I agree with items #1 and #2 of your description (“Too Big to Fail” and “Size Means Influence”). Korea’s dirigiste development model invited (and continues to invite) rent-seeking at every turn.
I am, however, skeptical of some of the prescriptions in this piece. The Korean government has, at various times, tried numerous financial support programs for SMEs and yet, the sector continues to flounder. Could it be that the government – in addition to crowding out any nascent venture capital markets – has been subsidizing uncompetitive business models?
Moreover, monopolies/oligopolies tend to be unsustainable in the absence of state protection. Yes, AT&T was broken up by the government, but it was also created by the state in the first place. I worry that anti-trust policy is all too often used by uncompetitive firms to attack their rivals (see: AMD vs. Intel). Ideally, opening up Korea’s markets to maximum global competition and minimizing rent-seeking (by limiting the power of the state to bestow favors upon firms) may be more effective in leveling the playing field.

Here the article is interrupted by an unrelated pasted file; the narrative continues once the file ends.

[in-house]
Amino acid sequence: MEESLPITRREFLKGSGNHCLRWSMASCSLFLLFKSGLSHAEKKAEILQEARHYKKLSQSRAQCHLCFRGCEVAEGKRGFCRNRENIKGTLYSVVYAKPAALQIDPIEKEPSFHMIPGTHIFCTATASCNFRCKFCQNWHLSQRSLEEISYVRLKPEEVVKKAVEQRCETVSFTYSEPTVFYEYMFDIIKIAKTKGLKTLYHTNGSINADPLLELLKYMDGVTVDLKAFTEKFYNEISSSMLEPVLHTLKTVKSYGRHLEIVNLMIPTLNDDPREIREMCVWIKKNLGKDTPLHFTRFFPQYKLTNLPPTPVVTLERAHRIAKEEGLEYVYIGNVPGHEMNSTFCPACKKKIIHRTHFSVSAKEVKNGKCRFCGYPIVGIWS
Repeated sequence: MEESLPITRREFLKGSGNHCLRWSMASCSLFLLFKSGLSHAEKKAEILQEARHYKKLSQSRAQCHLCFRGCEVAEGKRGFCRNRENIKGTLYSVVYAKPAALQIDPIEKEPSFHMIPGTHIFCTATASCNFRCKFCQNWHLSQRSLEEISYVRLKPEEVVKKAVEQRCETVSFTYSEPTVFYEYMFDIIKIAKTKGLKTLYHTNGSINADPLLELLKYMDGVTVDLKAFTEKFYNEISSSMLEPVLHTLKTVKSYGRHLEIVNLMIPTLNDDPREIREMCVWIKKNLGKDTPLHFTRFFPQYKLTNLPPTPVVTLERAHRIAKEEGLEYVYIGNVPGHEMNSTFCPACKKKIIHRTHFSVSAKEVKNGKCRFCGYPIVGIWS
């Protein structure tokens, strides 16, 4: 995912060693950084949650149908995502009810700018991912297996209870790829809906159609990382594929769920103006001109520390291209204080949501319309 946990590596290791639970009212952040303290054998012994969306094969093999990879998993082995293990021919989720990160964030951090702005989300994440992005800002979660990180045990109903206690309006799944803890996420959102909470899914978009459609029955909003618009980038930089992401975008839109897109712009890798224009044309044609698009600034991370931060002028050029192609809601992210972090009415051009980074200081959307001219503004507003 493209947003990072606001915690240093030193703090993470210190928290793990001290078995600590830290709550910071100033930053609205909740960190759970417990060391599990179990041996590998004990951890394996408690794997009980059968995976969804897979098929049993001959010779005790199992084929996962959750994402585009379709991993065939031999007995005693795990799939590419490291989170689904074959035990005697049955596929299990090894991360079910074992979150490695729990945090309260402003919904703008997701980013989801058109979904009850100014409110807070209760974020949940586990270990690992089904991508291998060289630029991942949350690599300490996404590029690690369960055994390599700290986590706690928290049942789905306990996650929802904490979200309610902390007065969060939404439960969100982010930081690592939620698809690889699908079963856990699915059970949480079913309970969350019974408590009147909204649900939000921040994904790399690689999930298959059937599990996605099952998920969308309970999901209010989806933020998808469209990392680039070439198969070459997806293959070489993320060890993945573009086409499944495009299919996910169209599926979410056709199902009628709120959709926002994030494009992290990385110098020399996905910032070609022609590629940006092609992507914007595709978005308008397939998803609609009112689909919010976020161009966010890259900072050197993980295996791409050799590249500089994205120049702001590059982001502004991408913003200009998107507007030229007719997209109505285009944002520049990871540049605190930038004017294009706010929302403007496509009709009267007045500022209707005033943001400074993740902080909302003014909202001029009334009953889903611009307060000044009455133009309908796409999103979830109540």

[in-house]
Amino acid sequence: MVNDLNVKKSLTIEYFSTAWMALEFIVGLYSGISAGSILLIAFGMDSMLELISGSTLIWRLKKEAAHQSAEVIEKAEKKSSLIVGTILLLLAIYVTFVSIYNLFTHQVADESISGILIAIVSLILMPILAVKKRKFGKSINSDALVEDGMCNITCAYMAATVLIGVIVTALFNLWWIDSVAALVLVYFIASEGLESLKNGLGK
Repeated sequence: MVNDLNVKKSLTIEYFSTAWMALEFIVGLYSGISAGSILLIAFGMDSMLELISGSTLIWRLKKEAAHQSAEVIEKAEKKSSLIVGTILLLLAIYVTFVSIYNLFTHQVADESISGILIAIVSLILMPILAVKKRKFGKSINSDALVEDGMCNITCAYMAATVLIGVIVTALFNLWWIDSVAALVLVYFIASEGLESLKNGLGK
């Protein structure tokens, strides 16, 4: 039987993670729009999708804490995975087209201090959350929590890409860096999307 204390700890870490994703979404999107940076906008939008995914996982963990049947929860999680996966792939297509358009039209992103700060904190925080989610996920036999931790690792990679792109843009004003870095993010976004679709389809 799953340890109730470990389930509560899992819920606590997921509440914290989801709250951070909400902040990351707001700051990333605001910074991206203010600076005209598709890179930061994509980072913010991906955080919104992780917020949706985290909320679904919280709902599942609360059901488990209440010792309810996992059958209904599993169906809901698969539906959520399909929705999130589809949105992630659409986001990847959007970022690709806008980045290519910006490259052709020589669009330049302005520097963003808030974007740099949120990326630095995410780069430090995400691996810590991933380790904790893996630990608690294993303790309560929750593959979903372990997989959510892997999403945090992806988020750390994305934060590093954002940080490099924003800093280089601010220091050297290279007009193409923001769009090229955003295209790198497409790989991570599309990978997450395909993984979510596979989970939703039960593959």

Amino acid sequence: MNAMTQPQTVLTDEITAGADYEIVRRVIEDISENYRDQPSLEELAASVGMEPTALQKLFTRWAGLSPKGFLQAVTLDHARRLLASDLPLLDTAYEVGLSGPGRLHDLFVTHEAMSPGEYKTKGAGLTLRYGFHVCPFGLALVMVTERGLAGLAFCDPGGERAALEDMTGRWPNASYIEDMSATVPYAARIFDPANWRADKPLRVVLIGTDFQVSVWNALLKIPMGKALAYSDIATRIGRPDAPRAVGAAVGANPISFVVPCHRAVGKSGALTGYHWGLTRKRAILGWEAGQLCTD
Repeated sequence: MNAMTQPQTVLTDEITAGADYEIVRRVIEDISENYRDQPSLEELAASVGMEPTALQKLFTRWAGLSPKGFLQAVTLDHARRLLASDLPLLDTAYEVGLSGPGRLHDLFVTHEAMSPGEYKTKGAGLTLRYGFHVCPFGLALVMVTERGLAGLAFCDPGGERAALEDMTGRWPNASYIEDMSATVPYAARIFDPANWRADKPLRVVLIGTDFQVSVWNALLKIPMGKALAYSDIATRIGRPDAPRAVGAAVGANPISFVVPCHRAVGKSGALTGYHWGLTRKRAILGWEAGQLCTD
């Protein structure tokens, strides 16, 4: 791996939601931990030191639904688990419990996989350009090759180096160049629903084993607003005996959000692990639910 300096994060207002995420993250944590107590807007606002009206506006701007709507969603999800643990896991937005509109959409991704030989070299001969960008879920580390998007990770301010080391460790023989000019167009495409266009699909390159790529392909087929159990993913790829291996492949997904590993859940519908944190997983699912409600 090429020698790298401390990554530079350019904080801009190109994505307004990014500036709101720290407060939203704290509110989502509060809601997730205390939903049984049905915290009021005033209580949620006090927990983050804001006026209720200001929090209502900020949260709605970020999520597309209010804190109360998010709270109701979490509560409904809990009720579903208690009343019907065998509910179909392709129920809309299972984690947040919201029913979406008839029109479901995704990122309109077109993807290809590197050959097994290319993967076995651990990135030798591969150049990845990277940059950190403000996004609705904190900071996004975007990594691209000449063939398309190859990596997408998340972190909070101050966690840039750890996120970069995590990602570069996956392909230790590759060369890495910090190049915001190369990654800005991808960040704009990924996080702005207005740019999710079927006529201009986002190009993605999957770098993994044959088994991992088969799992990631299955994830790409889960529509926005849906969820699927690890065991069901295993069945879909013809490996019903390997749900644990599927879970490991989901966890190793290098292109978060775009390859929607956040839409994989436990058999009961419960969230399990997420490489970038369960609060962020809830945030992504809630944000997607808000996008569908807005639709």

Incidentally, I put together a paper on the subject of SMEs a couple years ago which touches on many of the same themes as this post. If nothing else, you might find the bibliography to be of interest. You can access it here.
Thanks for another thought-provoking post. I always enjoy reading your site.
Thank you for the compliment. I appreciate the readership.
I looked at your paper. I would like to read a proper copy. Has it been published? Can you please email me copy in PDF: email@example.com. Are you a grad student or something?
On your comments, where is the Korean version of the Small Business Adminisration? And that can only work if the chaebol don’t get special favors anymore. As long as soft-loans and government buddies abound for mondo-oligopolists like Samsung, SMEs here will never get off the ground.